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The dilemma for compounders with starve-fed twin-screw extruders is how to keep the formulation constant within the extruder barrel. Compounders rely on feeders to meter polymers, fillers, and additives into the extruder to achieve specific properties in finished blends.
Say that a compound specification calls for 36.1% filler with a tolerance of ±2.0%, but ash analysis of pellet samples from the extruder range from 34.5% to 40.5% (see Fig. 1 below). Average filler content is within the target specification, but the distribution is too broad.
If pellets are post-blended, this averages out variations in the material delivered from the feeder and will meet the ash specification (Fig. 2 below). While post-blending may solve this problem, it’s not an economical approach to compounding. Such feeding problems may appear randomly, periodically, or constantly—and each level of frequency indicates a different problem that requires a different solution.
Product may randomly fail to meet specifications for ash analysis and/or mechanical properties when the feed rate from one or more feeders swings higher or lower, resulting in more or less material entering the extruder barrel. Imagine, for example, that a polymer feeder momentarily feeds above setpoint at the same time that a filler feeder is feeding below setpoint. These two materials fall together into the twin-screw extruder and are conveyed downstream as a “batch” that is below the target filler loading. Now imagine that after some period of time, these same two feeders swing to the opposite extremes, resulting in a “batch” falling into the extruder with a filler loading above target.
The frequency at which the feeders vary, the amplitude of the variation, and the residence time in the extruder will determine the severity of this problem. If the intervals at which feeders are varying are longer than the residence time for material in the extruder, the batch that is below the target filler content has little chance to mix with the batch that is above target. The “low-filler” batch will be in the pelletizer when the “high-filler” batch enters the extruder. The screw design for twin-screw compounders can be modified to increase backmixing somewhat, but there is no screw design that will cure this problem altogether.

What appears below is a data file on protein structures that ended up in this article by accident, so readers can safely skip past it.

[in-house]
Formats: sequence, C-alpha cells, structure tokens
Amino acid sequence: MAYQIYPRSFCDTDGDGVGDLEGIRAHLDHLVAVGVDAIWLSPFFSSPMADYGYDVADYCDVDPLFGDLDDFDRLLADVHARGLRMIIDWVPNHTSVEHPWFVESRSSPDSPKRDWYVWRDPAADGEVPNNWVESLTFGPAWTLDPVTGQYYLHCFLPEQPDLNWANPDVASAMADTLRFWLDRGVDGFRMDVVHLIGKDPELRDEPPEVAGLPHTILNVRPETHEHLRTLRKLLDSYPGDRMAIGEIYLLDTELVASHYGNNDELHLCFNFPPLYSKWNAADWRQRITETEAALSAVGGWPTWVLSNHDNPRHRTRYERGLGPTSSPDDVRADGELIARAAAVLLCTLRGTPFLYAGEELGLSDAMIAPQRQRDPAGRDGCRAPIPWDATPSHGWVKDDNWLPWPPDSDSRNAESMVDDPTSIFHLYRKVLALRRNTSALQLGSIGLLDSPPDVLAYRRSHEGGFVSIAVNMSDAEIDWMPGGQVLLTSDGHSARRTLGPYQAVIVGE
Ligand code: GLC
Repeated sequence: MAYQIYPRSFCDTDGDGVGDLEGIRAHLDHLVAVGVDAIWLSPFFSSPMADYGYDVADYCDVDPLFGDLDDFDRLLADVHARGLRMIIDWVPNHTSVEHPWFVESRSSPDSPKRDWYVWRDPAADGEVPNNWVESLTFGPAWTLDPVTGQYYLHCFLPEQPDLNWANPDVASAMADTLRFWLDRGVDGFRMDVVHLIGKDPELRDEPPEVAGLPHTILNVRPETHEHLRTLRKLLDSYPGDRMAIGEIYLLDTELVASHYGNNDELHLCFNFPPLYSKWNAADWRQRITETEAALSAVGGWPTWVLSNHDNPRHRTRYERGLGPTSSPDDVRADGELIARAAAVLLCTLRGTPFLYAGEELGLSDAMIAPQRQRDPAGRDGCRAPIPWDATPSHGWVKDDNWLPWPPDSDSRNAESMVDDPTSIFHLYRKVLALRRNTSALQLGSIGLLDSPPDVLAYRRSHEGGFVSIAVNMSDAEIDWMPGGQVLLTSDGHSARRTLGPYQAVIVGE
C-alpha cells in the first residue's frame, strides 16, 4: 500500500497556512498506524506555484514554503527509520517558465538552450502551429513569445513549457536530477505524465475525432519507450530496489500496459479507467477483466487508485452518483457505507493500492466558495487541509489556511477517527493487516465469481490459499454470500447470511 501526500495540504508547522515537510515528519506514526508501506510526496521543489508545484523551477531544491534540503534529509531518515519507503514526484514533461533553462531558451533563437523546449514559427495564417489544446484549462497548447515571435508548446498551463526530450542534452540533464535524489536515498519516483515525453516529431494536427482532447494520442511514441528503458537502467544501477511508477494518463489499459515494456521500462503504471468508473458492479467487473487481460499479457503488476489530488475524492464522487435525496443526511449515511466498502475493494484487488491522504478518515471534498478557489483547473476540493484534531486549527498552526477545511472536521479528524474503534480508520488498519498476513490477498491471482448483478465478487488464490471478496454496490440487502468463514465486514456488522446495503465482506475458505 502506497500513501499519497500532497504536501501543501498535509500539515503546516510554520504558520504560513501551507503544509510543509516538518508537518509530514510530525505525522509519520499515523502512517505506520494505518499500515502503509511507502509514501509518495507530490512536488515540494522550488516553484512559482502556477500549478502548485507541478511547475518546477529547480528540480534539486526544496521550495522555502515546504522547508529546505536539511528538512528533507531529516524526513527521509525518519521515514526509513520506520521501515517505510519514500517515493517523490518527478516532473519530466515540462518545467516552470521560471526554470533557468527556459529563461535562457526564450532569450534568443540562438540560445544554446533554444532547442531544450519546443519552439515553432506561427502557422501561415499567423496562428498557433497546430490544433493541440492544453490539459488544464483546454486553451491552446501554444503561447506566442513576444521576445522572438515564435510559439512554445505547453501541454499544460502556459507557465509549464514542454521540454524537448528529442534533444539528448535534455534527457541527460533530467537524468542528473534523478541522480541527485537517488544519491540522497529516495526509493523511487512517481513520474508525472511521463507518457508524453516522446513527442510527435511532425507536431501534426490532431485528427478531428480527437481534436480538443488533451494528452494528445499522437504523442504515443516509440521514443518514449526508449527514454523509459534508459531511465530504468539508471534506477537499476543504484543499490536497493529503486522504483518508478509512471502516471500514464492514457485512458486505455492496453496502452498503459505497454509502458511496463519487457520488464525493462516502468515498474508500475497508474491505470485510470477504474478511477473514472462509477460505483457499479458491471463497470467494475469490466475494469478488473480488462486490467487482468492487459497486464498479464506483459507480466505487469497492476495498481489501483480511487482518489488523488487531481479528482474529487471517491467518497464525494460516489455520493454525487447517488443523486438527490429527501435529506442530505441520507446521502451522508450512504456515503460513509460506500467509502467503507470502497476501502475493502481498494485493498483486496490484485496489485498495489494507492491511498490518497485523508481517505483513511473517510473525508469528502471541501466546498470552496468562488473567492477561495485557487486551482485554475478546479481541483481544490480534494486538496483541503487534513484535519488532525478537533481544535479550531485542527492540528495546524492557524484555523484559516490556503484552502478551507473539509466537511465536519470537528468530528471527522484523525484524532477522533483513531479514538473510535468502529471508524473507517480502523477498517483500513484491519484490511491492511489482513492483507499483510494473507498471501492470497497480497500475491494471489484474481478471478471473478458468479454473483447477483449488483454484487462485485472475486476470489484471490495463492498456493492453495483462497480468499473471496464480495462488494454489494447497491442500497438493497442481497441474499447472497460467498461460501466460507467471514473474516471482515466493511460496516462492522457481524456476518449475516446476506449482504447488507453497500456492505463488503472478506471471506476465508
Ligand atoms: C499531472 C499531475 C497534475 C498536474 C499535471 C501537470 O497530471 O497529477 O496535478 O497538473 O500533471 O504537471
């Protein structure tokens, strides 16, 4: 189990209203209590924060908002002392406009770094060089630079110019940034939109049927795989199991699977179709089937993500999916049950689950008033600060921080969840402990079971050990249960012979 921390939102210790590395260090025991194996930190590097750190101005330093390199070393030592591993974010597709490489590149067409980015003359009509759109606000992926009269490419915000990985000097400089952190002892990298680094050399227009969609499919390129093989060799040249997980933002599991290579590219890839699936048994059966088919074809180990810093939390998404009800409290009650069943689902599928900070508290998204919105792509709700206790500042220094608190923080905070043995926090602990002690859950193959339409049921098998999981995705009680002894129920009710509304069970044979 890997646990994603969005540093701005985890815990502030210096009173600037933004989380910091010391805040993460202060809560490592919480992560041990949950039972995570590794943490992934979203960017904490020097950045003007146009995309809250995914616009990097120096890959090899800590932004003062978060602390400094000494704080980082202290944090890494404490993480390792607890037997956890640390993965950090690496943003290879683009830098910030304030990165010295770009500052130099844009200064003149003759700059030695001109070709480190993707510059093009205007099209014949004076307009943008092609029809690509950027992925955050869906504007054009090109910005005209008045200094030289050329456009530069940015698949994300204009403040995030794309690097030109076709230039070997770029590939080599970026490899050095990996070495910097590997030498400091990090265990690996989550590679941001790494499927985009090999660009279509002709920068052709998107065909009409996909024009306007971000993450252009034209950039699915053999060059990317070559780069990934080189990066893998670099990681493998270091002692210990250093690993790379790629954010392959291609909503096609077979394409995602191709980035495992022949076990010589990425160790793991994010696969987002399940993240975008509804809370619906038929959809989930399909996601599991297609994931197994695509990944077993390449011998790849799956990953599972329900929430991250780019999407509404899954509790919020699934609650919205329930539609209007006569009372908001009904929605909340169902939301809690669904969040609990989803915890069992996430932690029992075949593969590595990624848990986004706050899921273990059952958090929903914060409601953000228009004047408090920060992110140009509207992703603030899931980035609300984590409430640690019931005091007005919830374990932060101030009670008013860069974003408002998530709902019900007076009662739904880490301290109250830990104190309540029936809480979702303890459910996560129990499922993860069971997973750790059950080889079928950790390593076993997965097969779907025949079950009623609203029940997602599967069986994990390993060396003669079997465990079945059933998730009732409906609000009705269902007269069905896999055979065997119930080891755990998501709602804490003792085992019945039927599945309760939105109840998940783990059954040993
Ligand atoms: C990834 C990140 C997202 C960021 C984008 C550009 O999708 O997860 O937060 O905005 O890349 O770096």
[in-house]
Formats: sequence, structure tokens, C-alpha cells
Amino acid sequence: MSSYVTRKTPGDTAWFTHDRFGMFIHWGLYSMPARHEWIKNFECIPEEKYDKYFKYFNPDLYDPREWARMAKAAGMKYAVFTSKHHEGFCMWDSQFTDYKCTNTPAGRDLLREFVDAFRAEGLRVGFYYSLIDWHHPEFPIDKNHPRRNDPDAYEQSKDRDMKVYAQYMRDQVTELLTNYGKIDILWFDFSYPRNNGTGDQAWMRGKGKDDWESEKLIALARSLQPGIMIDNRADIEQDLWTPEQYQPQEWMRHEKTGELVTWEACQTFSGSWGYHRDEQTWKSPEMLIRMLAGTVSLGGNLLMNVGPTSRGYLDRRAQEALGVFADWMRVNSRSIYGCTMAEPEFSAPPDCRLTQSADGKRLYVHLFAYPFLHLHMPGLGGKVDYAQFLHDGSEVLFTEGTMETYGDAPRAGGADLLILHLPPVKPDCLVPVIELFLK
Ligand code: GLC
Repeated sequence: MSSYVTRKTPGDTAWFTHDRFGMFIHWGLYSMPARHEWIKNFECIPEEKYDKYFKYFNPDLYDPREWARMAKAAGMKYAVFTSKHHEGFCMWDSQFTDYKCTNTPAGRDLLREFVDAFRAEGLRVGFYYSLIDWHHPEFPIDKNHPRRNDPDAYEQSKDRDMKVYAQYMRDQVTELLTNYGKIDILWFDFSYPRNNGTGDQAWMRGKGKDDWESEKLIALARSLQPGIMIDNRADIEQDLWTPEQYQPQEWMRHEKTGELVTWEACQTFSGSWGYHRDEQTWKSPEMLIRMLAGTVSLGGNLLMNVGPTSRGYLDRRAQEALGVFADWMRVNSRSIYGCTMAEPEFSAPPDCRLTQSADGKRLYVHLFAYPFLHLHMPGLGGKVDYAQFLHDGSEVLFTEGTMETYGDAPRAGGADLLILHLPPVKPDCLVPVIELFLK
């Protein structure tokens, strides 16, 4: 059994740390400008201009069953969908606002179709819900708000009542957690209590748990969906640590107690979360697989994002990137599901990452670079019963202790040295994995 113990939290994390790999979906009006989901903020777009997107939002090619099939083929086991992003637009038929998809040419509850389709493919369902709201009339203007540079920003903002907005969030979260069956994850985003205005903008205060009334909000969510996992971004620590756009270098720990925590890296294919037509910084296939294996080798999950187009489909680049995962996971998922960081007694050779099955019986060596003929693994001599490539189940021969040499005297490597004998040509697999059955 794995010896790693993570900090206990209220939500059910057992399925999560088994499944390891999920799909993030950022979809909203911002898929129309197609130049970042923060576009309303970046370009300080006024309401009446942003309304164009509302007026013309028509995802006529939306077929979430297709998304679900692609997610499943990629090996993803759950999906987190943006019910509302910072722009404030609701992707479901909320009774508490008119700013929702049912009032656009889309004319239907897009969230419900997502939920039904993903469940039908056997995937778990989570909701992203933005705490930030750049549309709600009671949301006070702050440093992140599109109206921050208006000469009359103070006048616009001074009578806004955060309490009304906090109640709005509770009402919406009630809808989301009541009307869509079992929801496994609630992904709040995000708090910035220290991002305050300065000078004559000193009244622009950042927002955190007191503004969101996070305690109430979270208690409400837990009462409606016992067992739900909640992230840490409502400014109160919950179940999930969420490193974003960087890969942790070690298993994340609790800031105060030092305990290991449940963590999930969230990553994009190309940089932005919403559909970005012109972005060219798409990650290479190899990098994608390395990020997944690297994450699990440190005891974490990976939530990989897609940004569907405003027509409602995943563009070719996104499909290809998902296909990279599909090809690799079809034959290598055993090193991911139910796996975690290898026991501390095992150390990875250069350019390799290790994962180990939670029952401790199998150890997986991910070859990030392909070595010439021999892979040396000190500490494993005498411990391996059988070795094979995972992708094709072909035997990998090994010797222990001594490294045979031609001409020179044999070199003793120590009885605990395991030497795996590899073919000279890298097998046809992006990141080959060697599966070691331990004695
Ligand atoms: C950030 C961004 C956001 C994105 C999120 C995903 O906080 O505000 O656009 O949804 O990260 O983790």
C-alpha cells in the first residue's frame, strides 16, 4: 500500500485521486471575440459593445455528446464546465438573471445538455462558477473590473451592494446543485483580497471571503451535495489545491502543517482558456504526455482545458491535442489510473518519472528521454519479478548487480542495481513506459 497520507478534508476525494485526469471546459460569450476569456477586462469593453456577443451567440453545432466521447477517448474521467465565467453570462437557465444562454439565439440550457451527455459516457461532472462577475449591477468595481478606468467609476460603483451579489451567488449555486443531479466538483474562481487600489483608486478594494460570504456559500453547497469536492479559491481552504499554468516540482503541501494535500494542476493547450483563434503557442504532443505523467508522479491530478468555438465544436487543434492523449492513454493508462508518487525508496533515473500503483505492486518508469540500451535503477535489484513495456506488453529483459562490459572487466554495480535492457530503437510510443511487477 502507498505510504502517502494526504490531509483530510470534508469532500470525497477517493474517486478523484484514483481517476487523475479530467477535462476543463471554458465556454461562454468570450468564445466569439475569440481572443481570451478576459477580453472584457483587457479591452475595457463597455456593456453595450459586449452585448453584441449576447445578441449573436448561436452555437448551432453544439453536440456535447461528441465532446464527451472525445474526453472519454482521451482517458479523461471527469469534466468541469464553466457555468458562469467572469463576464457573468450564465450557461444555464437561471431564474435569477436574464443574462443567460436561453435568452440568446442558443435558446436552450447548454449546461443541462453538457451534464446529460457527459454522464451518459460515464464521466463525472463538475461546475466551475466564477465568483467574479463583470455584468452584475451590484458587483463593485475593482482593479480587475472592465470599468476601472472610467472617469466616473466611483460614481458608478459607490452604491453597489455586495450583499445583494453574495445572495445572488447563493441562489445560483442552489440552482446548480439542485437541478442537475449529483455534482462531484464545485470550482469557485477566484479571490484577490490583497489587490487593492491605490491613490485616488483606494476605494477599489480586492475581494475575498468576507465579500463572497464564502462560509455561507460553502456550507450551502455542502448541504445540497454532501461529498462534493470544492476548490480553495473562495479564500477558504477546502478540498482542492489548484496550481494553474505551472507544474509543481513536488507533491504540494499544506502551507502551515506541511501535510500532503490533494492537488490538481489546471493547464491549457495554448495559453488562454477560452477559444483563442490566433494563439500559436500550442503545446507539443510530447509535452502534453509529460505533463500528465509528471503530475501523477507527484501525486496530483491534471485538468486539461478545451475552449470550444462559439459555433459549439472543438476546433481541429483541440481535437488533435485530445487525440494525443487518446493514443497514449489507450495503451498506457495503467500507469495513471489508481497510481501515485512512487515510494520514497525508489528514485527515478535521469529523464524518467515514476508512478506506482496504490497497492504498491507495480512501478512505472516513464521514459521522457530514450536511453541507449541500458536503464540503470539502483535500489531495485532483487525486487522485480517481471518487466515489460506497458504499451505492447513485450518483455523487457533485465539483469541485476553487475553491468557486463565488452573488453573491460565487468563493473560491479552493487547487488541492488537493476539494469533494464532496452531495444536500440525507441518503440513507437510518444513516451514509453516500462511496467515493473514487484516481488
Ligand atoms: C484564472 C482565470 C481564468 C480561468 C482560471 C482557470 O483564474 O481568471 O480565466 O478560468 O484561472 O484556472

This problem usually occurs when either belt feeders or screw feeders are run well below their design capacity. The solution is that the frequency of the feeder variation must be increased to fall within the residence time of material in the extruder. The more frequent the variation, the better.
With screw feeders, when the screw diameter and/or pitch is too large for the feed rate, the screw runs very slowly and produces low-frequency variations. This problem usually produces large feeder errors since the feeder controller is also trying to control the speed of the screw at the low end of its operating range. The screw diameter and/or pitch must be selected so that the feeder screw runs as fast as possible. Consult the manufacturer of the feeder to identify alternate screw types. Belt feeders that are too wide will also run slowly. Again, slow belt speed makes the problem worse because the controller has difficulty in this range. This is an easy fix. Adjust the discharge slide gates so that the feed material occupies only a small area of the belt. This will require the belt to run much faster.
Repeatability is the term used by feeder manufacturers to describe the amplitude of feeder variation. Gravimetric feeders are capable of maintaining ±0.5% repeatability at two standard deviations (2 sigma). This applies to polymers fed in pellet form. Typically, however, most reinforcing and non-reinforcing fillers are powders and flow poorly, so their repeatability values are worse.